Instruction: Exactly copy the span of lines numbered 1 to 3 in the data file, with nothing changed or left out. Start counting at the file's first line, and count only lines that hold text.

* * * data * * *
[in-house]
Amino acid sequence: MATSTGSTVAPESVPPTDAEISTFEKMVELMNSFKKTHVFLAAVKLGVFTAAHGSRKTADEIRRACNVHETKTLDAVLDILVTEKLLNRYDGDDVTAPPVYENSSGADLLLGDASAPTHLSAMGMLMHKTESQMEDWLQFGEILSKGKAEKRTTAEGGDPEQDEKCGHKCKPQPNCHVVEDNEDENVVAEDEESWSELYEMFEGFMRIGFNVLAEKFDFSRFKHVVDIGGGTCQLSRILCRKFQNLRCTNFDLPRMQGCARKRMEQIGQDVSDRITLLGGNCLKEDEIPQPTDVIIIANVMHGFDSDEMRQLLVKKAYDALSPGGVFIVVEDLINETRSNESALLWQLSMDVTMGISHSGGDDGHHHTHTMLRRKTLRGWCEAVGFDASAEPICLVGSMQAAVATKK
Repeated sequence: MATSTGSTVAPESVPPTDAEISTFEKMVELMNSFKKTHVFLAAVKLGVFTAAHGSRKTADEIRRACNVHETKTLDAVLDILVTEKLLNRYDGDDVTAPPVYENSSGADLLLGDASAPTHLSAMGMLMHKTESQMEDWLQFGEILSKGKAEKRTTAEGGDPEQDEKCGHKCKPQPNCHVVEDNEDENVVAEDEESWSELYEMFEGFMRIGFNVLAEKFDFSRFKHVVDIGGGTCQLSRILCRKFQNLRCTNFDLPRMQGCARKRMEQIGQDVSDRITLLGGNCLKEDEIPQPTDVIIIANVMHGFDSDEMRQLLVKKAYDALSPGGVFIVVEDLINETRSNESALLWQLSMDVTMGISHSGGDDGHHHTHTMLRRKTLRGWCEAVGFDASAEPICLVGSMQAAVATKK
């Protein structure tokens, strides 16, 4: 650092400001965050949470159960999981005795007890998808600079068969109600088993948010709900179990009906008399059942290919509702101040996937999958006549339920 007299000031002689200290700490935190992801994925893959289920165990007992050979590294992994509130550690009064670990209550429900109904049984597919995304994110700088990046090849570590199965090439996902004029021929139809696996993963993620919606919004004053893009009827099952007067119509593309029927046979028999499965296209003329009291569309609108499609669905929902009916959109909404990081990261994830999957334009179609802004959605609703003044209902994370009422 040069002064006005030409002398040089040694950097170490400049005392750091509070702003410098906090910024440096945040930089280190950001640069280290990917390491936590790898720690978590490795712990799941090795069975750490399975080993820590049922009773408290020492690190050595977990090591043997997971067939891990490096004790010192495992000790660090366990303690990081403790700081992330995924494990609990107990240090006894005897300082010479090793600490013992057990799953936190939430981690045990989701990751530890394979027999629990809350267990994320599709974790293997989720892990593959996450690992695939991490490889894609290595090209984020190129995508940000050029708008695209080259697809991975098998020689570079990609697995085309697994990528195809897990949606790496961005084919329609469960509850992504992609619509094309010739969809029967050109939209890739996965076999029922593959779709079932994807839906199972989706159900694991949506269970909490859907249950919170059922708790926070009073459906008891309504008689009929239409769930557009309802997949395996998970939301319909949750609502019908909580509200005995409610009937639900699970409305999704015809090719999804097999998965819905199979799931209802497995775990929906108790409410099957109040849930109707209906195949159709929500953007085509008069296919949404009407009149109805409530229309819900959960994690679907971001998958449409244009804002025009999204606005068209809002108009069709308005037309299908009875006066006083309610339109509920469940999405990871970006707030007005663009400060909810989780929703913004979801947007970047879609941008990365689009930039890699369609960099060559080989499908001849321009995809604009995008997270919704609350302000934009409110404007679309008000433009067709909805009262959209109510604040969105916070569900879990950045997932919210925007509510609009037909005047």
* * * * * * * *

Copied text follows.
[in-house]
Amino acid sequence: MATSTGSTVAPESVPPTDAEISTFEKMVELMNSFKKTHVFLAAVKLGVFTAAHGSRKTADEIRRACNVHETKTLDAVLDILVTEKLLNRYDGDDVTAPPVYENSSGADLLLGDASAPTHLSAMGMLMHKTESQMEDWLQFGEILSKGKAEKRTTAEGGDPEQDEKCGHKCKPQPNCHVVEDNEDENVVAEDEESWSELYEMFEGFMRIGFNVLAEKFDFSRFKHVVDIGGGTCQLSRILCRKFQNLRCTNFDLPRMQGCARKRMEQIGQDVSDRITLLGGNCLKEDEIPQPTDVIIIANVMHGFDSDEMRQLLVKKAYDALSPGGVFIVVEDLINETRSNESALLWQLSMDVTMGISHSGGDDGHHHTHTMLRRKTLRGWCEAVGFDASAEPICLVGSMQAAVATKK
Repeated sequence: MATSTGSTVAPESVPPTDAEISTFEKMVELMNSFKKTHVFLAAVKLGVFTAAHGSRKTADEIRRACNVHETKTLDAVLDILVTEKLLNRYDGDDVTAPPVYENSSGADLLLGDASAPTHLSAMGMLMHKTESQMEDWLQFGEILSKGKAEKRTTAEGGDPEQDEKCGHKCKPQPNCHVVEDNEDENVVAEDEESWSELYEMFEGFMRIGFNVLAEKFDFSRFKHVVDIGGGTCQLSRILCRKFQNLRCTNFDLPRMQGCARKRMEQIGQDVSDRITLLGGNCLKEDEIPQPTDVIIIANVMHGFDSDEMRQLLVKKAYDALSPGGVFIVVEDLINETRSNESALLWQLSMDVTMGISHSGGDDGHHHTHTMLRRKTLRGWCEAVGFDASAEPICLVGSMQAAVATKK